Integration Works. Can It Survive the Trump Era?
New York Times Opinion by Thomas B. Edsall FEB. 9, 2017
The 2016 election deepened the chasm between those voters who believe that the government should address the problems of the poor and those who are convinced that the government already provides disadvantaged minorities with too much help, at the expense of the white working and middle classes.  While the polarized belief systems that exploded in the battle between Trump and Clinton are driving both policymaking and an invigorated opposition, researchers continue to provide empirical evidence on the difficult issues of race, poverty and intergenerational mobility.  Rucker C. Johnson, a professor of public policy at the University of California, Berkeley, has followed two generations of black families and concluded that integration has been an effective tool for raising educational levels and living standards.

Is There an Upside for Democrats in DeVos as GOP's Face of K-12 Policy?
Education Week Politics K12 Blog By Alyson Klein on February 9, 2017 7:53 AM
Democrats could spend a lot of time fighting brand-new U.S. Secretary of Education Betsy DeVos and her initiatives over the next few years, especially if she tries to make good on the $20 billion voucher initiative President Donald Trump pitched on the campaign trail. But her time in the spotlight also has a big potential upside for them. For one thing, it could energize Democrats and those who support their vision to open their wallets and pound the pavement for local, state, and federal Democratic candidates. And that energy would serve Democrats best where they may need it most right now: in rural, red states with Democratic senators that are up for re-election in 2018. Democrats have 25 seat to protect in the mid-term election, including 10 in states that President Donald Trump won, including Missouri, Montana, North Dakota, and West Virginia.  DeVos' favorite K-12 policy—vouchers—won't do much good in those states, where students have transportation challenges just getting to regular public schools. (More on that issue here.) And the vulnerable senators—all of whom joined their Democratic colleagues in voting against DeVos Tuesday—were more than happy to point that out, setting up the DeVos nomination as an example of Trump betraying his most-loyal voters.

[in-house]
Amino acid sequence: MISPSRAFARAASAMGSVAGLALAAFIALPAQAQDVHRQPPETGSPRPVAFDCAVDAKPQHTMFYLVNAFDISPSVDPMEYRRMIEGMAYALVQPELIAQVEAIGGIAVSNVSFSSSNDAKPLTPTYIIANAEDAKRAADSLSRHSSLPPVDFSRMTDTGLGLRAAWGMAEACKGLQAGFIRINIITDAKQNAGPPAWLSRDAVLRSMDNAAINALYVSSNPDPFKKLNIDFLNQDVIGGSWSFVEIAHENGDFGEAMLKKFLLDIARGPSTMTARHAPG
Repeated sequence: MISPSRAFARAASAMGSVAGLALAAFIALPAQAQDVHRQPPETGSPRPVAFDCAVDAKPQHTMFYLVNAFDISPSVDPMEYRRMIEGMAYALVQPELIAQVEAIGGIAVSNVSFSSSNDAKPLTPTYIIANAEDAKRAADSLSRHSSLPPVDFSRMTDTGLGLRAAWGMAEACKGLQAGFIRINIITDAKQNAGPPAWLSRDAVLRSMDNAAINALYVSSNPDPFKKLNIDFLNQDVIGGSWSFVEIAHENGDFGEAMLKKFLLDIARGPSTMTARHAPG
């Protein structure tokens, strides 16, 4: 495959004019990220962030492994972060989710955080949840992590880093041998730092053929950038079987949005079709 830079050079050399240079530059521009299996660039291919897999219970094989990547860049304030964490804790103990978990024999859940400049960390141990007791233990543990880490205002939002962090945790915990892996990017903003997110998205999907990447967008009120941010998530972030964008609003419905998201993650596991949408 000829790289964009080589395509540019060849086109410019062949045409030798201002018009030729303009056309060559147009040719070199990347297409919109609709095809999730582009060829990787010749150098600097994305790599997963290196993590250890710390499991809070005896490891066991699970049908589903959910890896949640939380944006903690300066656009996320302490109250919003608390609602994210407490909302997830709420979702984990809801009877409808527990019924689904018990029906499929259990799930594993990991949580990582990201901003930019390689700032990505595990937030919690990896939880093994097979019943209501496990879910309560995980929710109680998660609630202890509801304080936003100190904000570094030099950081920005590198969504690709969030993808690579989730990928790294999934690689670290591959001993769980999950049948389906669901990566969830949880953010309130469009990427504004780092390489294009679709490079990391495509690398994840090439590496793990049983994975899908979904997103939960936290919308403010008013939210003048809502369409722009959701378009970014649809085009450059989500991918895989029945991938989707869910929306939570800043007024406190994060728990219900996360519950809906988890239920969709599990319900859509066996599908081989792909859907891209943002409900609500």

“Our friends and allies also continue to plan their work at the state and local levels, while seeking opportunities to impact federal policy. Our mission at Schott is constant and our work remains as a funder and advocate to support the systemic changes needed to address the opportunity gaps faced by poor children and children of color in our public education system. The massive mobilization, awareness raised over legitimate concerns about this nominee, and ultimately bipartisan agreement over those concerns are a testament to the tireless efforts of the education justice community. Many of the gains we’ve made in public education have come through such organizing, and our vigilance and continued boots on the ground are needed as ever.”
After the DeVos Vote: the Fight for Public Education Continues
Schott Foundation Blog FEBRUARY 8, 2017
Yesterday the Senate voted 50-50, with Vice President Mike Pence casting the tie-breaking vote, to confirm Michigan billionaire Betsy DeVos as the 11th U.S. Secretary of Education. The vote—which followed an overnight session of protest and some support of DeVos—marked the first time in history a vice president has been called upon to break a tie on a presidential nomination. The historic vote also followed a widely publicized groundswell of grassroots opposition to the nomination, citing among other issues, DeVos’s lack of experience, support of privatization and unfamiliarity with education policy and practice.  At the Schott Foundation we were clear that DeVos is dangerously unqualified for such an important position governing our nation’s public schools.  Following yesterday’s confirmation, our grantees and allies in education justice are speaking loud and clear: the fight for public education and equity in opportunity for all students continues.

The DeVos Apocalypse
Charters are eroding the Democratic urban base of teachers and black parents.
Wall Street Journal by DANIEL HENNINGER Feb. 8, 2017 6:44 p.m. ET